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Owners corporation law

12 May 2017

Buyer beware when it comes to conveyancers’ advice

Last month in the Supreme Court, an owners’ corporation (OC) in South Yarra unsuccessfully attempted to join two firms of solicitors that acted for lot owners in the purchase of their units, in an effort to see them held responsible for incorrect and/or misleading advice.

The dispute arose because the OC had only 24 car parking spaces shared between 32 owners. The OC subsequently undertook a process to grant use rights and leases to certain owners by special resolutions. Two of the lot owners who were not granted use rights over the car parking spaces challenged the decision at the Victorian Civil and Administrative Tribunal (VCAT).

In response, the OC defended its decision and sought to join the conveyancing solicitors to the dispute, presumably to allege that the possible future divestment of the common property car parking spaces should have been disclosed as part of the conveyancing process.

The Honourable Justice Bell dismissed the application, finding that it was “simply untenable to suggest that solicitors acting on behalf of clients purchasing units in apartment buildings have a general duty of care to give advice …” in relation to the facts of the case.

Of course, the situation may be different in the case of solicitors who were engaged because of their specialised expertise, or where some particular fact or circumstance tenably gives rise to the existence of such a duty.

If the claim were successful, the effect would have been that every conveyancing solicitor in Victoria who is retained by a client who has purchased or who intends to purchase a lot on plan of subdivision affected by an OC must advise the client:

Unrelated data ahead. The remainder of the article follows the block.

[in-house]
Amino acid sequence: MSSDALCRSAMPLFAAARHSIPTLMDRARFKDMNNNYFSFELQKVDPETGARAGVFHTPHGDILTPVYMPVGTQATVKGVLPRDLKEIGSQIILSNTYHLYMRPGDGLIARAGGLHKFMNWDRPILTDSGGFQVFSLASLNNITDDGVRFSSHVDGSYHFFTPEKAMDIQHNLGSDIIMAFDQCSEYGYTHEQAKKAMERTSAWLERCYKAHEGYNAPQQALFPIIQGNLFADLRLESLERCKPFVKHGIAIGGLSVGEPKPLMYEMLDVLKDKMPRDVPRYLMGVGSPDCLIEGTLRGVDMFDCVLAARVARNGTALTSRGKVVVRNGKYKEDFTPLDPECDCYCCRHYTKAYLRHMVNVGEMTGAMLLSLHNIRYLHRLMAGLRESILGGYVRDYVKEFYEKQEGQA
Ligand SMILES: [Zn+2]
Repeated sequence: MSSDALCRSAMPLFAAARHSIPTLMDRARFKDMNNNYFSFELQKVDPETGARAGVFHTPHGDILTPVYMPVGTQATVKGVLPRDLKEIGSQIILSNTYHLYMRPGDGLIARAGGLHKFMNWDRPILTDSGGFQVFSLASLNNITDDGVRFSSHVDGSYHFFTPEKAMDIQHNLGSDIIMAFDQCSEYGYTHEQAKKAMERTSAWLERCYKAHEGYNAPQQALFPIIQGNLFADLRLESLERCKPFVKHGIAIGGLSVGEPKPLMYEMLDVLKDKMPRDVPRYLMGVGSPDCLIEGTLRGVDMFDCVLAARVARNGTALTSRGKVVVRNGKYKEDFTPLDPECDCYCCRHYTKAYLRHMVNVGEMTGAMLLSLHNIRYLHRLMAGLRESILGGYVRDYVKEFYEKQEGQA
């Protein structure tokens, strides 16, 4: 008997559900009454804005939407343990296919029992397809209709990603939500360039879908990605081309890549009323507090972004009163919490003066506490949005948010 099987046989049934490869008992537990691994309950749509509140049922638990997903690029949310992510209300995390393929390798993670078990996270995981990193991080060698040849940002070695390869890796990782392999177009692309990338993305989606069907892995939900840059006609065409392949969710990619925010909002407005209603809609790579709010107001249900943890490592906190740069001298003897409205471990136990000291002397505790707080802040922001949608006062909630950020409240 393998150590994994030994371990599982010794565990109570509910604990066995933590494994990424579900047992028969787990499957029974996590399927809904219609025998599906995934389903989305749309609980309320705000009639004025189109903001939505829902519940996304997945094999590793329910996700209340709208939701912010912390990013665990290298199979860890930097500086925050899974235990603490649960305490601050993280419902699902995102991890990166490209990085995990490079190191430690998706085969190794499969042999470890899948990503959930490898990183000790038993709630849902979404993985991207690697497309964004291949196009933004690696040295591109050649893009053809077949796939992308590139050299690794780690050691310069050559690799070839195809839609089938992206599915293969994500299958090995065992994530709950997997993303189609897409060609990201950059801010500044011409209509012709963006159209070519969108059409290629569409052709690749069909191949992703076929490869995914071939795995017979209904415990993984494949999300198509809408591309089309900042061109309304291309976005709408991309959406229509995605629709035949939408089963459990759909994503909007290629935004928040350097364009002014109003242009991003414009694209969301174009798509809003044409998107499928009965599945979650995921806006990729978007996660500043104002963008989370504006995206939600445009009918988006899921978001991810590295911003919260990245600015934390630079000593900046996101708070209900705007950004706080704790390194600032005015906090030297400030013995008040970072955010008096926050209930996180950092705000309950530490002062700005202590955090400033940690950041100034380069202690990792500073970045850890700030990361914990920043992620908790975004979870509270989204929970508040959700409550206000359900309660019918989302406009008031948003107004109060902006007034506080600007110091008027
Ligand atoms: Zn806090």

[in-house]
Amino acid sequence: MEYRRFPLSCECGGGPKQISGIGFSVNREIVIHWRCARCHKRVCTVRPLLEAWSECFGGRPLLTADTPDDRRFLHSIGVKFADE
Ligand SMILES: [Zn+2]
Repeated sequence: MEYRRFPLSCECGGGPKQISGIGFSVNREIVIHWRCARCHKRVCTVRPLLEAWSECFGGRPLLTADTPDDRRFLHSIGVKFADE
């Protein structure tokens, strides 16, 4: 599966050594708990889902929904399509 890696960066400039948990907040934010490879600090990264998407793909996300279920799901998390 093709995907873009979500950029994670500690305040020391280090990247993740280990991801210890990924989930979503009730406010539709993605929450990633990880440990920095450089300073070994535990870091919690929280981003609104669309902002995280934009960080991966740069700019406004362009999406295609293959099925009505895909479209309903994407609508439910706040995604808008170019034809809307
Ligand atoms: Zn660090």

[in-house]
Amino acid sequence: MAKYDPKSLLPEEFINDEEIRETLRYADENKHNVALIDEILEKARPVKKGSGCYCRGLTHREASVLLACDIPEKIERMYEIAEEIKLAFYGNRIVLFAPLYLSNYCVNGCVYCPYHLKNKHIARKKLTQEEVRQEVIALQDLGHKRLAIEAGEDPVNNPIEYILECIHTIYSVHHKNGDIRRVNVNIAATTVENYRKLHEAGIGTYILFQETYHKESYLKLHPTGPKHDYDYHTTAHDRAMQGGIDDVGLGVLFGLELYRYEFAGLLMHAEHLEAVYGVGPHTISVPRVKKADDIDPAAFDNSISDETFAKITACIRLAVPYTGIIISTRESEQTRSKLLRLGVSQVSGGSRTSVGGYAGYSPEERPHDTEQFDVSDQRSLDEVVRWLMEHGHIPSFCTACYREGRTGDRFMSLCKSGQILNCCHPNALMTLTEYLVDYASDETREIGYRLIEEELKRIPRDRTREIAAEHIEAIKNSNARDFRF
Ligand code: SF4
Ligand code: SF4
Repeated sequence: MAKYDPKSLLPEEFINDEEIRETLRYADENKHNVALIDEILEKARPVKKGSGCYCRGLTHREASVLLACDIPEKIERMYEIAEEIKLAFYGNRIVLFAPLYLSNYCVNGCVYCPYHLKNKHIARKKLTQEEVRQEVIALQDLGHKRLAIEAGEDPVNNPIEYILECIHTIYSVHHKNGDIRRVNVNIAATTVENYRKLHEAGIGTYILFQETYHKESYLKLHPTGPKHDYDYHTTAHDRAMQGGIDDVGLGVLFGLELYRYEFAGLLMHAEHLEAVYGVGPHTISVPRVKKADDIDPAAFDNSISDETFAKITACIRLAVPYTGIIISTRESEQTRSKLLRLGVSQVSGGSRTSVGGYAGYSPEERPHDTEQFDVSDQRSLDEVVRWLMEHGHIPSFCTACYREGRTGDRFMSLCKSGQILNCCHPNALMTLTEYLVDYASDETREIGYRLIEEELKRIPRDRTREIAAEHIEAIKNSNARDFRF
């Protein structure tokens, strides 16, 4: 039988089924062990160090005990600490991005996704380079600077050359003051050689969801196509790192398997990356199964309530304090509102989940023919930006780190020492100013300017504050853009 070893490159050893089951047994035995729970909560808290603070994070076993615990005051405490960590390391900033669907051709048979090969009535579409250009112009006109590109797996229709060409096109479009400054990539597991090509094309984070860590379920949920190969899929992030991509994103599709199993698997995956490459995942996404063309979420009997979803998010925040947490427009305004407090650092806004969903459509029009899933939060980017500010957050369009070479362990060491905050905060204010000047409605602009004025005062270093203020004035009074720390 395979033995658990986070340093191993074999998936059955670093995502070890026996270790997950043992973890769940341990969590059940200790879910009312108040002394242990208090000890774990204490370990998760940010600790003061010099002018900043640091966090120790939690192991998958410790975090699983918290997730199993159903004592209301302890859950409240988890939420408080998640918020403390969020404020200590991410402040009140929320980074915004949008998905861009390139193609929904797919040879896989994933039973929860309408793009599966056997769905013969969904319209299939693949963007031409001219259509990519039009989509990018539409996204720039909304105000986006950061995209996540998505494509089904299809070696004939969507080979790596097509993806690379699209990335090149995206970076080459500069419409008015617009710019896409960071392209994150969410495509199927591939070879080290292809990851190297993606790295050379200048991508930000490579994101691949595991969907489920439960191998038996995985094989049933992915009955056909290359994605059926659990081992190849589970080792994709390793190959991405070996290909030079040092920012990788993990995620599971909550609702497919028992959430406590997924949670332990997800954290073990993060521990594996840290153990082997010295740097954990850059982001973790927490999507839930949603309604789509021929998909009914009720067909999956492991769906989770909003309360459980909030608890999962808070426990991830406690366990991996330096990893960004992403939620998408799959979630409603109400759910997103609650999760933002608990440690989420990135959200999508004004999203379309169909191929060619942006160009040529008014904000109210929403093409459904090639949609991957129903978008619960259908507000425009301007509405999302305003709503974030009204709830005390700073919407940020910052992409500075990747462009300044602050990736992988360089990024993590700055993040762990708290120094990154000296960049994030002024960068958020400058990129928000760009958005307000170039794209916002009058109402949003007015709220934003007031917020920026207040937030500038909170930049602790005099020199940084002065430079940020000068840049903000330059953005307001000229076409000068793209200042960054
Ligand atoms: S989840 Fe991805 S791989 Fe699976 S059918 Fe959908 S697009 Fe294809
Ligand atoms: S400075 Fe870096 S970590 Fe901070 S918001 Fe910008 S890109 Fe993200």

(a) That the OC has a power to lease or licence common property;

(b) Of all provisions of the Owners Corporations Act 2006 (including section 14, which confers the power to lease or licence), which might conceivably affect the client’s right to enter upon or occupy or use common property; and

(c) That the client ought to inspect the records of the OC on the off-chance that they contain a document which might point to a future risk.

In my view, the door is not closed on bringing a future claim against a conveyancing solicitor for inadequate or incorrect advice, but the facts and circumstances would have to be compelling.

The lesson for owners and prospective purchasers here is that proper care must be taken to ask the right questions of your conveyancer and to brief them adequately.

This may mean that the professional fees to be charged for the service will need to increase, but that comes with the territory.

Unless the conveyancing solicitor is properly directed to the client’s concerns and issues, there is every risk that the issue might be missed.

As always, caveat emptor (let the buyer beware) …

 

Tom Bacon

Principal - Strata Title Lawyers

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